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Phosphodiesterase inhibitor



A phosphodiesterase inhibitor is a drug that blocks one or more of the five subtypes of the enzyme phosphodiesterase (PDE), therefore preventing the inactivation of the intracellular second messengers, cyclic adenosine monophosphate (cAMP) and cyclic guanosine monophosphate (cGMP), by the respective PDE subtype(s).

Additional recommended knowledge

Contents

History

These multiple forms or subtypes of phosphodiesterase were initially isolated from rat brain by Uzunov and Weiss in 1972[1] and were soon afterward shown to be selectively inhibited by a variety of drugs in brain and other tissues. [2][3] The potential for selective phosphodisterase inhibitors to be used as therapeutic agents was predicted as early as 1977 by Weiss and Hait.[4] This prediction has now come to pass in a variety of fields.

Classification

Non-selective phosphodiesterase inhibitors

  1. the minor stimulant caffeine
  2. the bronchodilator theophylline
  3. IBMX (3-isobutyl-1-methylxanthine): used as investigative tool in pharmacological research

PDE1-selective inhibitors

  1. Vinpocetine

PDE2-selective inhibitors

  1. EHNA

PDE3-selective inhibitors

  1. Enoximone and milrinone: used clinically for short-term treatment of cardiac failure. These drugs mimic sympathetic stimulation and increase cardiac output.
    PDE3 is sometimes referred to as cGMP-inhibited phosphodiesterase.

PDE4-selective inhibitors

  1. Mesembrine: an alkaloid present in the herb Sceletium tortuosum
  2. Rolipram: used as investigative tool in pharmacological research
  3. Ibudilast, a neuroprotective and bronchodilator drug used mainly in the treatment of asthma and stroke, inhibits PDE-4 to the greatest extent, but also shows significant inhibition of other PDE subtypes, and so can be viewed either as a selective PDE-4 inhibitor or a non-selective phosphodiesterase inhibitor depending on the dose used.

PDE4 is the major cAMP-metabolizing enzyme found in inflammatory and immune cells. PDE4 inhibitors have proven potential as anti-inflammatory drugs especially in airway diseases. They suppress the release of inflammatory signals, e.g., cytokines, and inhibit the production of reactive oxygen species. PDE4 inhibitors have a high therapeutic and commercial potential as non-steroidal disease controllers in inflammatory airway diseases such as asthma, COPD and rhinitis. PDE4 inhibitors may have an antidepressant action[5] and have also recently been proposed for use as antipsychotic medications.[6][7]

PDE5-selective inhibitors

  1. Sildenafil, tadalafil and vardenafil; and the newer ones, udenafil and avanafil: selectively inhibit (PDE5), which is cGMP-specific and responsible for the degradation of cGMP in the corpus cavernosum. These phosphodiesterase inhibitors are used primarily as remedies for erectile dysfunction, as well as having some other medical applications such as treatment of pulmonary hypertension.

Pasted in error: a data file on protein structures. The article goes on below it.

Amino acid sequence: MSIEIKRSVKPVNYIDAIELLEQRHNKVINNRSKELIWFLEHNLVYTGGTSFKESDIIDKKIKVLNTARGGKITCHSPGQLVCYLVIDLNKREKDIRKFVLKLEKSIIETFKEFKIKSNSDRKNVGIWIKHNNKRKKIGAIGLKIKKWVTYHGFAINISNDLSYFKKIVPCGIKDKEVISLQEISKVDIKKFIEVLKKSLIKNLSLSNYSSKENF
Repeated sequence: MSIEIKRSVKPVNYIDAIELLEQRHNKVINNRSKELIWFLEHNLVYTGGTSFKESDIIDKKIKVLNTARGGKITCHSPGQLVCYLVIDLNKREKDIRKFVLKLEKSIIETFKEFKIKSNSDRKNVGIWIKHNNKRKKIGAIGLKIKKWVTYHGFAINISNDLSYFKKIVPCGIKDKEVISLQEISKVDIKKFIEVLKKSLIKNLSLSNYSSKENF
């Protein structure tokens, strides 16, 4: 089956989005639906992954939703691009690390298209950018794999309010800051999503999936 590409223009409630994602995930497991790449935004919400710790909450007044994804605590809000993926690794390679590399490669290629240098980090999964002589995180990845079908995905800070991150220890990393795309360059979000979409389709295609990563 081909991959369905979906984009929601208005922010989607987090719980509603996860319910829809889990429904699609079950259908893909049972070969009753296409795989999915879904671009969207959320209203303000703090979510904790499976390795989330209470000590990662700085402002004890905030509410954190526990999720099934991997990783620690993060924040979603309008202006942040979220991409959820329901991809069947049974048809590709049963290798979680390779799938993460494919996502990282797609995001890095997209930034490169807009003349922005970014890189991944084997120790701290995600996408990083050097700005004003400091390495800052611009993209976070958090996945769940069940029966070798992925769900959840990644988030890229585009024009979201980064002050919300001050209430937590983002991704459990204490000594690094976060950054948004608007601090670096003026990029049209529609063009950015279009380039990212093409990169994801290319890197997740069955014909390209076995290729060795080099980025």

References

  1. ^ Uzunov, P. and Weiss, B.: Separation of multiple molecular forms of cyclic adenosine 3',5'-monophosphate phosphodiesterase in rat cerebellum by polyacrylamide gel electrophoresis. Biochim. Biophys. Acta 284:220-226, 1972.
  2. ^ Weiss, B.: Differential activation and inhibition of the multiple forms of cyclic nucleotide phosphodiesterase. Adv. Cycl. Nucl. Res. 5:195-211, 1975.
  3. ^ Fertel, R. and Weiss, B.: Properties and drug responsiveness of cyclic nucleotide phosphodiesterases of rat lung. Mol. Pharmacol. 12:678-687, 1976.
  4. ^ Weiss, B. and Hait, W.N.: Selective cyclic nucleotide phosphodiesterase inhibitors as potential therapeutic agents. Ann. Rev. Pharmacol. Toxicol. 17:441-477, 1977.
  5. ^ Bobon D, Breulet M, Gerard-Vandenhove MA, Guiot-Goffioul F, Plomteux G, Sastre-y-Hernandez M, Schratzer M, Troisfontaines B, von Frenckell R, Wachtel H. (1988). "Is phosphodiesterase inhibition a new mechanism of antidepressant action? A double blind double-dummy study between rolipram and desipramine in hospitalized major and/or endogenous depressives.". Eur Arch Psychiatry Neurol Sci. 238 (1): 2–6. PMID 3063534.
  6. ^ Maxwell CR, Kanes SJ, Abel T, Siegel SJ. (2004). "Phosphodiesterase inhibitors: a novel mechanism for receptor-independent antipsychotic medications.". Neuroscience. 129 (1): 101-7. PMID 15489033.
  7. ^ Kanes SJ, Tokarczyk J, Siegel SJ, Bilker W, Abel T, Kelly MP. (2006). "Rolipram: A specific phosphodiesterase 4 inhibitor with potential antipsychotic activity.". Neuroscience. ? (?): ?. PMID 17081698.
 
This article is licensed under the GNU Free Documentation License. It uses material from the Wikipedia article "Phosphodiesterase_inhibitor". A list of authors is available in Wikipedia.
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